The Color of Dreams
By Carol Berens
posted: 06-21-11
Claude Cahun Self portrait [as weight trainer] 1927, printed 2011 inkjet print Jersey Heritage Collection
Image Source

There is something about surrealism that inspires people to cast off their inhibitions, act out their dreams and fantasies, play with words, and invent bad puns. That is exactly what the organizers of the Vancouver Art Gallery’s major summer show, The Colour of My Dreams: The Surrealist Revolution in Art, were counting on.


On certain Fridays, the Vancouver Art Gallery hosts live performances—FUSE events—and its June 17th evening of dance, cabaret, and visual art cheekily entitled L.H.O.O.Q (after Marcel Duchamp’s infamous punning title for moustache Mona Lisa) was modeled after the surrealists’ sense of play. Performers, including MOVE, House of La Douche, The Dusty Flowerpot Cabaret and many more, transformed the gallery space with their own works inspired by the Surrealists, either by re-interpreting historical works or inventing new ones. To be sure, gender politics and psychoanalysis were explored and exploited. Sections of Surrealist texts were projected, an early modernist opera performed in drag and historic manifestoes presented along with contemporary speeches.


The massive exhibition itself showcases 350 works by André Breton, Salvador Dali, Max Ernst, Man Ray, Yves Tanguy, Joan Miró, Louise Bourgeois, Joseph Cornell and René Magritte among others—the most comprehensive Surrealism retrospective ever mounted in Canada. The opening gala event was a Surrealist Dinner entitled “Revolution by Night.” It kicked off with a “Prelude to a Dream” (a surreal salad), then segued to “The Illusion” (French onion soup soufflé). The palate cleanser of liquid nitrogen, or Dragon’s Breath, made way for the main dish, which was, of course, entitled The Revolution. A “Cumulus Conclusion” or meringue cloud topped off the meal.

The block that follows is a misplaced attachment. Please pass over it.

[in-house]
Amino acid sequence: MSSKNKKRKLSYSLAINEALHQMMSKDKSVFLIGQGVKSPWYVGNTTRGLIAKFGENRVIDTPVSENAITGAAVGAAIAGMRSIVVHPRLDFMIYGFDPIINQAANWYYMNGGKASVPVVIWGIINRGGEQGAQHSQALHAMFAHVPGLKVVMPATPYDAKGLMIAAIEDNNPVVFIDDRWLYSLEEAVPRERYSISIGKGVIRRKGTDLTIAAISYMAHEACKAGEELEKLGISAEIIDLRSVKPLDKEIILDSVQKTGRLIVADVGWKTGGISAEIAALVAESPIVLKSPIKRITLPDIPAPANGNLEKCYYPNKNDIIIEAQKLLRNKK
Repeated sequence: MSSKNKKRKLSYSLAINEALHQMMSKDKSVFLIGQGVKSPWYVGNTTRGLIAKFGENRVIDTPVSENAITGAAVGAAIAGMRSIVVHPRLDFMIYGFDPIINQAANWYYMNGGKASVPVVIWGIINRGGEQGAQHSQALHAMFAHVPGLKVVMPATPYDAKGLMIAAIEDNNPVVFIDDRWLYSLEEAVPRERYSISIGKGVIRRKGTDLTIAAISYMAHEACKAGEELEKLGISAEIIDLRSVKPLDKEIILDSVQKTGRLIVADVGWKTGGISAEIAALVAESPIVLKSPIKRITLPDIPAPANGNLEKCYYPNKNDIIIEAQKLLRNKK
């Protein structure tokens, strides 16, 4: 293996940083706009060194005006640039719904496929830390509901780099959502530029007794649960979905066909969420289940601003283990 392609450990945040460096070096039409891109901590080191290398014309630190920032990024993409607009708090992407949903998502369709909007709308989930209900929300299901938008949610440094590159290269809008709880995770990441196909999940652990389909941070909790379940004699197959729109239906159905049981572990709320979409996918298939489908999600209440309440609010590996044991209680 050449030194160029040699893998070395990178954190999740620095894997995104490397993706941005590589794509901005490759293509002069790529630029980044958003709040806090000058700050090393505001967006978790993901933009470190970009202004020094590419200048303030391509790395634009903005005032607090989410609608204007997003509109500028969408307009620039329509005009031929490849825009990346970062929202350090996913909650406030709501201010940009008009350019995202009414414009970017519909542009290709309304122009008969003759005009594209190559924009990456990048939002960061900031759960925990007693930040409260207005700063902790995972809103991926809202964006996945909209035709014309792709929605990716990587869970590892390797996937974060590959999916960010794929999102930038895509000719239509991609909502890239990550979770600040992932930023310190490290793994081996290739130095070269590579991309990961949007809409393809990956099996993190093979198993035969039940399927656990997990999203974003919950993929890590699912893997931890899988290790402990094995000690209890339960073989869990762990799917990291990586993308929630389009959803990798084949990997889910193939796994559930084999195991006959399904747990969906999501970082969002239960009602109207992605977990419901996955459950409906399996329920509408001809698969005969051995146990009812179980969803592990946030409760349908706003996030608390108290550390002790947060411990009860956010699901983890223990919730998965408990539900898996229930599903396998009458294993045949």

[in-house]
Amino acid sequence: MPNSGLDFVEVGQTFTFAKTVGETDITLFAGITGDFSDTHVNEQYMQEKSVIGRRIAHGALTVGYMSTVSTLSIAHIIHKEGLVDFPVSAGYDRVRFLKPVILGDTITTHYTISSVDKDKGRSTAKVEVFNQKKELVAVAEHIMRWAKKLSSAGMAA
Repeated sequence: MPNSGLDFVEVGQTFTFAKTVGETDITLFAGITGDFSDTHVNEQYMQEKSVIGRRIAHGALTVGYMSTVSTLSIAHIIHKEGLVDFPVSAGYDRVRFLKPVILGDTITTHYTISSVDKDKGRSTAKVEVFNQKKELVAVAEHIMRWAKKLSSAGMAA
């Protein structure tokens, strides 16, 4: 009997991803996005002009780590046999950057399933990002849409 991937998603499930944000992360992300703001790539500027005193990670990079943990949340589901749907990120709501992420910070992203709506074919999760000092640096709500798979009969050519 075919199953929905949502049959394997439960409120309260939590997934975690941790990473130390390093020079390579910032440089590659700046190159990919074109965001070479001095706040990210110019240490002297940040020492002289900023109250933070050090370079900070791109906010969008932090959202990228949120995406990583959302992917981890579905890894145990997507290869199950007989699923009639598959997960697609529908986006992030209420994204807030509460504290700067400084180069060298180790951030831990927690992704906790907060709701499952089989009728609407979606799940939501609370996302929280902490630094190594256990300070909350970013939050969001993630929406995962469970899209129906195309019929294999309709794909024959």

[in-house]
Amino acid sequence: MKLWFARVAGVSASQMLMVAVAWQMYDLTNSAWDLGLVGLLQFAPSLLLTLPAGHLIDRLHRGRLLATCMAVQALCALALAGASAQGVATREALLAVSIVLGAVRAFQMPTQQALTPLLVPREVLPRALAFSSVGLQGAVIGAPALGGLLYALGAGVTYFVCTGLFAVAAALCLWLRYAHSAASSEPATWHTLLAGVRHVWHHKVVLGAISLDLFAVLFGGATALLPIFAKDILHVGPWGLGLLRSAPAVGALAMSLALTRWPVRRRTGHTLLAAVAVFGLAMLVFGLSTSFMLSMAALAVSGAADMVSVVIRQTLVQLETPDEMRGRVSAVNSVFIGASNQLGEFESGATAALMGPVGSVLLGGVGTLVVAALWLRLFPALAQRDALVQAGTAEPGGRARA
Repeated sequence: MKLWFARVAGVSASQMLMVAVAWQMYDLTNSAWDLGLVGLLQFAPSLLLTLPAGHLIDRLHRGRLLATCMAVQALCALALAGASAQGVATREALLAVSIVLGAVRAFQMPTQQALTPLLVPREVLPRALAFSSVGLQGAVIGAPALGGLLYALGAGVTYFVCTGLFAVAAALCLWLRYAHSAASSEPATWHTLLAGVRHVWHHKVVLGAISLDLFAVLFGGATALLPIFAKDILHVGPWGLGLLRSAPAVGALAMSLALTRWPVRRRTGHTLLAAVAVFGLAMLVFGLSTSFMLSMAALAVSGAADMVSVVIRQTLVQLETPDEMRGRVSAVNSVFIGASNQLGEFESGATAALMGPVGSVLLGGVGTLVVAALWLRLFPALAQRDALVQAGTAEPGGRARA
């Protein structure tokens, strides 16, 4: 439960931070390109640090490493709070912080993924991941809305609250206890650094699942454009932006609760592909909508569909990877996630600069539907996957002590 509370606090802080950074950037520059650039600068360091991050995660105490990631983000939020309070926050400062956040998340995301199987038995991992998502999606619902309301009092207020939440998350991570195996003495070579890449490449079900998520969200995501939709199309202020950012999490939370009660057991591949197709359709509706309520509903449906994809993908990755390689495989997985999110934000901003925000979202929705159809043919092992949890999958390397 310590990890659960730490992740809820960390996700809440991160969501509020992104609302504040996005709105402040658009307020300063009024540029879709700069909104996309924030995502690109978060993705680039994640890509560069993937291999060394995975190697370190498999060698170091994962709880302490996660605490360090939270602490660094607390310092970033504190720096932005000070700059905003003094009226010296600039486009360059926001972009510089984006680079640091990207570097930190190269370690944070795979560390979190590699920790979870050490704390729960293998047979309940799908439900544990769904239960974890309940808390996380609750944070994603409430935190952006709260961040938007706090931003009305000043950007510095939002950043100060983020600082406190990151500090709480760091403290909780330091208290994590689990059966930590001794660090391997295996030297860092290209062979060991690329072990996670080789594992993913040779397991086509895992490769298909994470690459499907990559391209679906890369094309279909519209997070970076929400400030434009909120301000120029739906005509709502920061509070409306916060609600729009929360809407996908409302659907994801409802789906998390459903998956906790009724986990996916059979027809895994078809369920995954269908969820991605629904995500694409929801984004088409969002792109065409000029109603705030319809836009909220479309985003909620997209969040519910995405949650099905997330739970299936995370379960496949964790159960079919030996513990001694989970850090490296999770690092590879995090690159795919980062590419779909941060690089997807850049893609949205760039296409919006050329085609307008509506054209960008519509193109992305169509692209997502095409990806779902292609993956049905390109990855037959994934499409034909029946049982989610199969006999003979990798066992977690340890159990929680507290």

Meanwhile, the paintings, sculpture and drawing were supplemented with a film program highlighting early works by Charlie Chaplin, F.W. Murnau and Luis Buñel and tracking surrealism’s influence on the contemporary cinema of David Lynch and Terrence Malick.   Bringing the work closer to home, the curator, Dawn Ades, delved into the connection between the mostly European Surrealists and indigenous British Columbia and Alaskan art—presenting actual pieces collected by Andre Breton and Enrico Donati and acquired during pilgrimages made by Kurt Seligmann and Wolfgang Paalens (members of the Surrealist circle from Switzerland and Austria, respectively). Native masks and headpieces from their collections are shown side-by-side with works of Max Ernst and De Chirico. Were the surrealists aesthetically intrigued with these pieces? Did they feel that artists of these cultures were better able to access and authentically interpret their unconscious than Europeans? The exhibition leaves these questions up for speculation.


Regardless, this summer’s the time to head to Vancouver to reacquaint yourself with some old art friends and make some new ones: Colour of My Dreams will not be traveling after its closing on September 25th. Don’t forget to bring your unconscious along—it will have more fun than you.

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